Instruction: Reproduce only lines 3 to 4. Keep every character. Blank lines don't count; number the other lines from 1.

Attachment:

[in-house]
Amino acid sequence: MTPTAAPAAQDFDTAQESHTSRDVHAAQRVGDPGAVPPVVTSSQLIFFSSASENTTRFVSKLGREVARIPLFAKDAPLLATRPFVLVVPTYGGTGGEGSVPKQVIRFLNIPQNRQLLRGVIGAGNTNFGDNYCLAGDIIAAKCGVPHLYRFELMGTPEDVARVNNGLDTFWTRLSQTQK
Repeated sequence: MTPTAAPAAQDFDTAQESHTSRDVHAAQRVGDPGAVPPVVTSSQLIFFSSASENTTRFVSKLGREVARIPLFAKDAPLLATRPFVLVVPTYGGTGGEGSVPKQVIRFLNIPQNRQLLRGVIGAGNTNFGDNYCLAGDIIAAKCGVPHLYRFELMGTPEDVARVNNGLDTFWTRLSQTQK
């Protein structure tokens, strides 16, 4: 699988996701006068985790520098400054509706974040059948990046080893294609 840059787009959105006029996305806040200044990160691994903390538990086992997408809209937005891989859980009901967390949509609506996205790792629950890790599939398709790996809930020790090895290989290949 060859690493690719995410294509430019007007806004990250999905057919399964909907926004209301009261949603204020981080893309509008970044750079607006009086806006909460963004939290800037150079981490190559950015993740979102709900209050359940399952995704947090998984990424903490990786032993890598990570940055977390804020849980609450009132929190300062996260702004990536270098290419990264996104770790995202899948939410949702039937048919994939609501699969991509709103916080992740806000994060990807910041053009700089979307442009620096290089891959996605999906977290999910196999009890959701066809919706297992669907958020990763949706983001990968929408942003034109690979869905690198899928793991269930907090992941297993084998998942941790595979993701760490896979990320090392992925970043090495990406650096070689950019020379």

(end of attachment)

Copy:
Repeated sequence: MTPTAAPAAQDFDTAQESHTSRDVHAAQRVGDPGAVPPVVTSSQLIFFSSASENTTRFVSKLGREVARIPLFAKDAPLLATRPFVLVVPTYGGTGGEGSVPKQVIRFLNIPQNRQLLRGVIGAGNTNFGDNYCLAGDIIAAKCGVPHLYRFELMGTPEDVARVNNGLDTFWTRLSQTQK
């Protein structure tokens, strides 16, 4: 699988996701006068985790520098400054509706974040059948990046080893294609 840059787009959105006029996305806040200044990160691994903390538990086992997408809209937005891989859980009901967390949509609506996205790792629950890790599939398709790996809930020790090895290989290949 060859690493690719995410294509430019007007806004990250999905057919399964909907926004209301009261949603204020981080893309509008970044750079607006009086806006909460963004939290800037150079981490190559950015993740979102709900209050359940399952995704947090998984990424903490990786032993890598990570940055977390804020849980609450009132929190300062996260702004990536270098290419990264996104770790995202899948939410949702039937048919994939609501699969991509709103916080992740806000994060990807910041053009700089979307442009620096290089891959996605999906977290999910196999009890959701066809919706297992669907958020990763949706983001990968929408942003034109690979869905690198899928793991269930907090992941297993084998998942941790595979993701760490896979990320090392992925970043090495990406650096070689950019020379």